Cognitive Behavioral Therapy Eases Anxiety in Children and Adolescents

A form of psychotherapy that helps youngsters develop coping skills while they identify what is bothering them can ease anxiety for children and adolescents, according to a new review of studies.

Traditional psychotherapy is sometimes dubbed “talk therapy.” By contrast, cognitive behavior therapy is an active treatment based on changing thinking patterns that lead to irrational behavior — it does not involve looking backward at root causes of psychological problems.

“It’s a cooperative therapy between the patient and therapist, working together to map out the patient’s abnormal thoughts and reactions,” says psychiatrist Anthony James, lead author on the review.

The systematic review appears in the current issue of The Cochrane Library, a publication of The Cochrane Collaboration, an international organization that evaluates medical research. Systematic reviews draw evidence-based conclusions about medical practice after considering both the content and quality of existing medical trials on a topic.

The review analyzes 13 studies of children and adolescents with mild to moderate anxiety disorders who were treated with cognitive behavior therapy or CBT.

Anxiety symptoms subsided in 56 percent of the young people treated with CBT, the review found.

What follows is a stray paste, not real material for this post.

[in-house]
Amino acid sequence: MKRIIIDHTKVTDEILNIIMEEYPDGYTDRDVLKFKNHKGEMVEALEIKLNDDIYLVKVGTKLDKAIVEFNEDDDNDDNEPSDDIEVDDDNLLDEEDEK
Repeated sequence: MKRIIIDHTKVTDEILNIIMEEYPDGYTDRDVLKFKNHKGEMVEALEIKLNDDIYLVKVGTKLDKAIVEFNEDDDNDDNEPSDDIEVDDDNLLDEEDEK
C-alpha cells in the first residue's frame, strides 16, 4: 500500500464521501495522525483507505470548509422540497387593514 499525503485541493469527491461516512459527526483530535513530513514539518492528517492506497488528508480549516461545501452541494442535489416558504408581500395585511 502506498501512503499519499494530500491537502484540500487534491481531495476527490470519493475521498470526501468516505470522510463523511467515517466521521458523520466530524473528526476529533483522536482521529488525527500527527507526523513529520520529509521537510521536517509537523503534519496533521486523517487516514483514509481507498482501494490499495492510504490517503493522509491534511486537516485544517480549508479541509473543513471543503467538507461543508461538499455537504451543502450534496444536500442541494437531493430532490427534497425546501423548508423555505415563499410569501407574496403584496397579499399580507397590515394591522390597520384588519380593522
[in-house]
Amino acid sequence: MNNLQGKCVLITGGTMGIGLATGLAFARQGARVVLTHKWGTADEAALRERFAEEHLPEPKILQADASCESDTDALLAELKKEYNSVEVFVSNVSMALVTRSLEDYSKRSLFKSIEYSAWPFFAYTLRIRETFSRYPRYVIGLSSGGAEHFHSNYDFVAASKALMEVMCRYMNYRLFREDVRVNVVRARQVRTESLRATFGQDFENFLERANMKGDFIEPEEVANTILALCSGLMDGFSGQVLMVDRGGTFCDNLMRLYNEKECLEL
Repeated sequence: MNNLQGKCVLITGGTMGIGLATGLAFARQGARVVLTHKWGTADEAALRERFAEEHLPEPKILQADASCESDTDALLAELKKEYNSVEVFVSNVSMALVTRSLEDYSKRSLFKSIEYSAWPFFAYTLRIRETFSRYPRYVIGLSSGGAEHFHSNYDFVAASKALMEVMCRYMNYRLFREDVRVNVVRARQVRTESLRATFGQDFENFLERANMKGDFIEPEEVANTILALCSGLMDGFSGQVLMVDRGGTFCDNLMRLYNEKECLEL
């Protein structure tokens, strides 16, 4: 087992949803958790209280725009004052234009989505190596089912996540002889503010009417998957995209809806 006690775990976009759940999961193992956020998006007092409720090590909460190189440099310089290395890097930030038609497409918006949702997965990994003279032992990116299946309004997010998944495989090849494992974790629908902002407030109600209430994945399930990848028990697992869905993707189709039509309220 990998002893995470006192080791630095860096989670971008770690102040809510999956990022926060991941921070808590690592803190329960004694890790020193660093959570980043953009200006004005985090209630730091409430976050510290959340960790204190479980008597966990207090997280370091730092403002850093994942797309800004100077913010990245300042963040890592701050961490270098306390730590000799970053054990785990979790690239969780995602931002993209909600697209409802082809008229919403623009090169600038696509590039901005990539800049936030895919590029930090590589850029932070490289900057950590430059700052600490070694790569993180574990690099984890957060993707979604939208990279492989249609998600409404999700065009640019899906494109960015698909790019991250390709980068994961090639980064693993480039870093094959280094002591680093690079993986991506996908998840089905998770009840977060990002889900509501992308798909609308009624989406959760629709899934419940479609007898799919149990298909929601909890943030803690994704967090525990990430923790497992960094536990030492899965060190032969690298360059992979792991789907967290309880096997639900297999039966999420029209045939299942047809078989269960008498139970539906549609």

Pediatrician Martin Stein, who was not involved in the study, said the success of CBT is promising because “many parents would like to have a non-pharmacologic approach to mild anxiety.”

In most health care settings today, the first line of treatment for anxiety is medication, James said. But emerging information on side effects and risks makes some parents wary of the drugs commonly prescribed for mood disorders.

“For mild or moderate anxiety, starting with cognitive behavior therapy makes all the sense in the world,” Stein said.

“We shouldn’t decry medicines if you need to use them,” James said. Psychological treatments can also have downsides, he said, but “the side effects of cognitive behavior therapy are relatively few.”

Results for the 498 patients treated with cognitive behavior therapy were compared with 311 children and adolescents who had similar diagnoses but were not treated immediately.

As a measure of CBT’s benefit, the review found that for every additional young person to get relief from anxiety, the therapist needs to treat only three patients.

“Cognitive behavior therapy does work, it shows a clear benefit over waiting controls,” James said.

The Cochrane review did not investigate the enduring effects of CBT, but James said there are indications that cognitive behavior therapy has long-term benefits. At the same time, James said some physicians are concerned that drug therapy for mood disorders can be followed by relapse once the medicine wears off.

Cognitive behavior therapy has made inroads into mental health practice in the last 20 years, Stein said, and is especially accepted by mental health professionals because research on the method is reproducible.

“Researchers have developed manuals that clinicians can follow. It’s harder to do that with (traditional) psychotherapy,” he said.

Many therapists already offer a combination of CBT and insight psychotherapy, according to Stein. But James cautions that systematic cognitive behavior therapy requires special training that can take six

Taunya English
18 October 2005


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